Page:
“What ultimately sparked my desire to pursue real estate development was that I realized as a developer, one can create opportunity for others, be it opportunity for someone to find a place to live, or an opportunity for small-business owners to find space and launch their concept. As a developer, it’s very fulfilling for me to be a part of that solution and to cultivate opportunity that will help foster growth in Detroit.”
While larger development plans could be on the horizon, first things first, the Nelsons said in their unassuming office tucked behind an L.A. Fitness gym that Linden Nelson developed at Maple and Crooks roads in Troy.
The office, with its single glass door, opens to what ends up being a cavernous gallery of art, cars and movie props.
They both said the first step in their project is to bring the Eastern Market buildings they own up to snuff, addressing deferred maintenance. Once that happens, a better determination will be made about whether and how much new space to build.
Work on the vacant buildings is expected to begin immediately now that the Rocky Investment Co. deal has been finalized. The time frame for completing the rehabs varies, Sanford Nelson said.
“But within the next few months, some of the more immediate maintenance issues will be completed,” he said.
Partnership with Bert
The sale of Bert’s Warehouse, 2727-2739 Russell St., marks the end of a grueling few years for the business. In 2015, it was put to auction twice, where it fetched a high bid of $2 million the second time around. It never actually sold, however.
Sanford Nelson stressed that he and his investors do not own the restaurant, but are merely owner Bert Dearing’s new landlord.
The Bert’s Warehouse sale was first reported by The Detroit News on Wednesday evening. Sanford Nelson said a $1.6 million sale price the newspaper reported was “not accurate.”
“We did not buy Bert’s. Bert owns Bert’s,” he said. “We partnered with Bert to acquire the property. It is a privilege for us to be partners with a true Detroit icon. That Bert chose us to be his partner speaks to the friendship and trust that has formed between myself, Jai Lee (Bert’s son), Bert and my father.”
“I chose the Nelsons to be my partner because they are good people,” Dearing said in a statement to Crain’s. “We share the same vision, the same dreams, and we are both passionate about food, art and music. The Nelsons have a lot of great projects in the works and we are excited to be a part of it. We are looking forward to the future.”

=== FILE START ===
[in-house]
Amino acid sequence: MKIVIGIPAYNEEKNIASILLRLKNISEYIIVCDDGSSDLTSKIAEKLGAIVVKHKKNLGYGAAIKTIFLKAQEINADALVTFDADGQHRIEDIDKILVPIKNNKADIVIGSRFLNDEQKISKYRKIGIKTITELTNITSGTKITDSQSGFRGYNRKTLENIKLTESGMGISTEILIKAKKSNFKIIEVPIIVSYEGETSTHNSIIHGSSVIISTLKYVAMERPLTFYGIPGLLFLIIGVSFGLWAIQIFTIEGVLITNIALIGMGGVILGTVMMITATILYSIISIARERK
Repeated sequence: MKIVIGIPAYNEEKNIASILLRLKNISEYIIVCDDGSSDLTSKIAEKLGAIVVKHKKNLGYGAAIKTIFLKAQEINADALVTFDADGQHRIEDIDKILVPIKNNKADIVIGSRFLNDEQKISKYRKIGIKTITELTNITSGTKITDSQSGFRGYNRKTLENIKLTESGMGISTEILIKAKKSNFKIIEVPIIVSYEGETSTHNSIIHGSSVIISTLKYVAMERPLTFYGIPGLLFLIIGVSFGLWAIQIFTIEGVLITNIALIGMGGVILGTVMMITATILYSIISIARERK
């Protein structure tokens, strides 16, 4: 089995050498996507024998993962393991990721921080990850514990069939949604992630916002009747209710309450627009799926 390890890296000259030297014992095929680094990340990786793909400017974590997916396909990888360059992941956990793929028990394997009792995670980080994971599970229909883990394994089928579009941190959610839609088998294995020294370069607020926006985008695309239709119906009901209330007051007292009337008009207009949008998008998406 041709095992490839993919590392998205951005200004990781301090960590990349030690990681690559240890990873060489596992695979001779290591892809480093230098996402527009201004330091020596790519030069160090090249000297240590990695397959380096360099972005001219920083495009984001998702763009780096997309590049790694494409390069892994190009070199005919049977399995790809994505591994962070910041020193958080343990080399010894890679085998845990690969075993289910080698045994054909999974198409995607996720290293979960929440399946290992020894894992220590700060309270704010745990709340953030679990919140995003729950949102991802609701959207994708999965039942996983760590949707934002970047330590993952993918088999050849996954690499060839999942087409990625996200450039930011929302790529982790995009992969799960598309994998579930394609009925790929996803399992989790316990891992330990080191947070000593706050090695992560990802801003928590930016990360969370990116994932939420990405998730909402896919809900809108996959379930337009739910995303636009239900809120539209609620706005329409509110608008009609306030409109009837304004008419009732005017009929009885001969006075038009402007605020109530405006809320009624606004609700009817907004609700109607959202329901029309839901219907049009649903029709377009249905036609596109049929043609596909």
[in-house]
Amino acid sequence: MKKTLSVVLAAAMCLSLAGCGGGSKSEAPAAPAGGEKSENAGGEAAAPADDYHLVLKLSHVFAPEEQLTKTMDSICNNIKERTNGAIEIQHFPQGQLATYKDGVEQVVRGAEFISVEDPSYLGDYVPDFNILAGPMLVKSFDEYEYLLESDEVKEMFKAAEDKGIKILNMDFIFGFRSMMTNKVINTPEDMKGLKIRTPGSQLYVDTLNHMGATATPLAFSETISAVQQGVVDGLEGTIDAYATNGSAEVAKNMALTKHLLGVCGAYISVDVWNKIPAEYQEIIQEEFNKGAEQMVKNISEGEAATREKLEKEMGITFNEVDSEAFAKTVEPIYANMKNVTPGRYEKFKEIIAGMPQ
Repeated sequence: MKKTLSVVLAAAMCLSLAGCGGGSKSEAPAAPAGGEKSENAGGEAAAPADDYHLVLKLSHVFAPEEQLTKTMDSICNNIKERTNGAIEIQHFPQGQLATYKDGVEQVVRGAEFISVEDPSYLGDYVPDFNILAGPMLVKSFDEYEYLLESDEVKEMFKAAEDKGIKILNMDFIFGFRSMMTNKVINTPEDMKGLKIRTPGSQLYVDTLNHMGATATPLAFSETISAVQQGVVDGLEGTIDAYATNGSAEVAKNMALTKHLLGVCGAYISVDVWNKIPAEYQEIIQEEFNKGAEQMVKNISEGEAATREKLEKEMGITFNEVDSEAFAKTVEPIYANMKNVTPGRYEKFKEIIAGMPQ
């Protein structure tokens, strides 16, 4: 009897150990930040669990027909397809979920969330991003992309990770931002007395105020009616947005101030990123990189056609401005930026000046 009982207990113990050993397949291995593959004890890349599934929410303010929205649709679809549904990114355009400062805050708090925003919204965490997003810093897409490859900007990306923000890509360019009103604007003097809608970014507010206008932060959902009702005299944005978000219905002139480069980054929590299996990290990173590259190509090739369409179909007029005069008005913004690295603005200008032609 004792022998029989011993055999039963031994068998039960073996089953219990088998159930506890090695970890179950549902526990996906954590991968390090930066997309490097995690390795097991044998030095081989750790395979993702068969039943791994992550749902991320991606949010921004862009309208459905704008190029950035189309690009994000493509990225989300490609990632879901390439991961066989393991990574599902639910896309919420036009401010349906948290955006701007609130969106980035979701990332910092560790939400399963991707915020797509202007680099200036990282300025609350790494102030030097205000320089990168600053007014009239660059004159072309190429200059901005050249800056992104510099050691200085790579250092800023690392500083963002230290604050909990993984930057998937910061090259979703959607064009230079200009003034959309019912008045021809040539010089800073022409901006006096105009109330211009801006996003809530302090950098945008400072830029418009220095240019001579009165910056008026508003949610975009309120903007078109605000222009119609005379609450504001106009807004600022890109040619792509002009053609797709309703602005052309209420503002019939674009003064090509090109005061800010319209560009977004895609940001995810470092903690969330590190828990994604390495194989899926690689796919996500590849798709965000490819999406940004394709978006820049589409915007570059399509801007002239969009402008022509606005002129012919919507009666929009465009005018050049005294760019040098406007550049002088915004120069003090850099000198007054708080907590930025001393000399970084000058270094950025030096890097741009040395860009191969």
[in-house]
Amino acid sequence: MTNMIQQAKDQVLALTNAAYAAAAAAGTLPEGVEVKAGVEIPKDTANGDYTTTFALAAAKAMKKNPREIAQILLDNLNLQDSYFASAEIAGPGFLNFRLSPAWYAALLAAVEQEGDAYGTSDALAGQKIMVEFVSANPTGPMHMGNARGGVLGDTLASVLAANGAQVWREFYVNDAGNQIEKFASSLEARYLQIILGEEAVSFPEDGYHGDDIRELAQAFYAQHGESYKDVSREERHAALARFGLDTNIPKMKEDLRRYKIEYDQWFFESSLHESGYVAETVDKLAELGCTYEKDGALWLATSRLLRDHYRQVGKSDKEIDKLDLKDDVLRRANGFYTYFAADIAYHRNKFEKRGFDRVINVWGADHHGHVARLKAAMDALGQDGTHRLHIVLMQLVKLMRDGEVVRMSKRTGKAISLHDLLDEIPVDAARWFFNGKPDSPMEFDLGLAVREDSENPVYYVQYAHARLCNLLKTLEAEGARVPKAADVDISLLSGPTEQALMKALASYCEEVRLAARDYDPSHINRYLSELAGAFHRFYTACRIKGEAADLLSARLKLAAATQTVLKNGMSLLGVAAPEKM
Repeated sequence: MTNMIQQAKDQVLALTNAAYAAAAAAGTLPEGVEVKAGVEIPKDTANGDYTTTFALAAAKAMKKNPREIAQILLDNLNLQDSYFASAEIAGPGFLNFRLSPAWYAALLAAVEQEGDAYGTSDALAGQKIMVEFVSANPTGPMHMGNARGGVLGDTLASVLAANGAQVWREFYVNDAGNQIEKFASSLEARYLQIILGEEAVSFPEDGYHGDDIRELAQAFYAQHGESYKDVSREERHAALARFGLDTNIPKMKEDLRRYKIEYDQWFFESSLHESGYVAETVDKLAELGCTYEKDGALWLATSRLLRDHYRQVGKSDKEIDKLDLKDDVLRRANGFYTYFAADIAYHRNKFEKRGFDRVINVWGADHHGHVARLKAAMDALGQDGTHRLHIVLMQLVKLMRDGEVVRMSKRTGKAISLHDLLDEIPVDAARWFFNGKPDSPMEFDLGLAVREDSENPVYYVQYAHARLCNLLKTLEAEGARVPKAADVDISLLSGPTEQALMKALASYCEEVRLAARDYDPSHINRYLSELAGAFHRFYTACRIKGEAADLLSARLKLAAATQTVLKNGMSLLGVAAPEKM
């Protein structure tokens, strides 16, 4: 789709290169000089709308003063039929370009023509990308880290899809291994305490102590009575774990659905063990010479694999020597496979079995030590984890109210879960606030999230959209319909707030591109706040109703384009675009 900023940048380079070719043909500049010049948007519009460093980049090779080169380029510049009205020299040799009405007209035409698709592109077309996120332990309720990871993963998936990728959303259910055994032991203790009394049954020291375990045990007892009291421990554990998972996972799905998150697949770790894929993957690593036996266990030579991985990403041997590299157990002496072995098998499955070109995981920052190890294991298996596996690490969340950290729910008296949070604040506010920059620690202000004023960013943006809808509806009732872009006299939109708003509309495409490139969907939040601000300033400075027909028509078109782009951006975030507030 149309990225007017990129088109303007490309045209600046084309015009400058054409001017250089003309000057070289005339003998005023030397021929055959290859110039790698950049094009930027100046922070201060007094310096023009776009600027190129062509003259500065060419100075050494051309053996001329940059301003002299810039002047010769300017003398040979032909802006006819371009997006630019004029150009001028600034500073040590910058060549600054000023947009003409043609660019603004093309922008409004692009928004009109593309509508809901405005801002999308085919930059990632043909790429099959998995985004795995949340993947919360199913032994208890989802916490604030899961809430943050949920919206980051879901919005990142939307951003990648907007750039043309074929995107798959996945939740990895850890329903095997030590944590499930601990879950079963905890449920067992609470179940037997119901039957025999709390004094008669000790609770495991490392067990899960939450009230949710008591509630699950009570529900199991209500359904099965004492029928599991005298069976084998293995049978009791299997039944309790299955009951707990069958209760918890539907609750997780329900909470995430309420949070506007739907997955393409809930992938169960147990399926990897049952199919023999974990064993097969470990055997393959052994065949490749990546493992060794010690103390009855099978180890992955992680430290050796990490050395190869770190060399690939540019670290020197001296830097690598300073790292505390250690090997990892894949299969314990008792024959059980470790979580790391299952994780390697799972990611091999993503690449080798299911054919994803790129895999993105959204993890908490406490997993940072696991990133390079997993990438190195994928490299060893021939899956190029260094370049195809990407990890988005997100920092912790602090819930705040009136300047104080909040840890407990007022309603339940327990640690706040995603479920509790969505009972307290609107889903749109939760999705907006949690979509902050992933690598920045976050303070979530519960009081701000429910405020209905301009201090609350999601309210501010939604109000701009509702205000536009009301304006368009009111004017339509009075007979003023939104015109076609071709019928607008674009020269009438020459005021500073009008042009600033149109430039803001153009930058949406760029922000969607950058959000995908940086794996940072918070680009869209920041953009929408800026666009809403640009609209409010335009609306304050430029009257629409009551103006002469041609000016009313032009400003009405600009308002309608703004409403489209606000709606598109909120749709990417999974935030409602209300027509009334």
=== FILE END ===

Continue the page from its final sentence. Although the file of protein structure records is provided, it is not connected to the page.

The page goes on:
Sanford Nelson was having a difficult time getting his foot in the door with the Russo family, which owned the eight-building Rocky portfolio he wanted to buy. As hard as he tried, he wasn’t making any headway in reaching the family about a deal.
“We needed a tenacious broker,” said Linden Nelson, a 1998 Crain’s 40 Under 40 honoree who made what was then a $100 million fortune in the 1980s and 1990s after selling Ford Motor Co. on a detachable key ring for valet parkers.
That broker was longtime family friend Steve Gordon, founder and president of Southfield-based Signature Associates Inc.
“He couldn’t get anywhere,” Gordon said of the younger Nelson, adding that the father-son team and their other investors have “several other properties” under contract. “These Rocky sellers have been approached by everybody and got very comfortable with this buying group, and it could have been done on a handshake.”
Carmody sees the Nelsons and their investment group as a boon for Eastern Market in the near and long-term future.
“They are bringing a lot of energy and the work so far that they are talking about doing fits with our strategy for what needs to happen where it stays about food and is a place where everybody is welcomed and is a place that supports independent small businesses,” he said.
And in spite of a tough go at the beginning, Gordon is optimistic about the future of the food district with the Nelsons and their investors owning a large chunk of it.
“They are going to change the landscape of Eastern Market for the positive,” Gordon said.
Posted By: Crain’s Detroit Business on July 15, 2018. For more information, please click here to read the source article.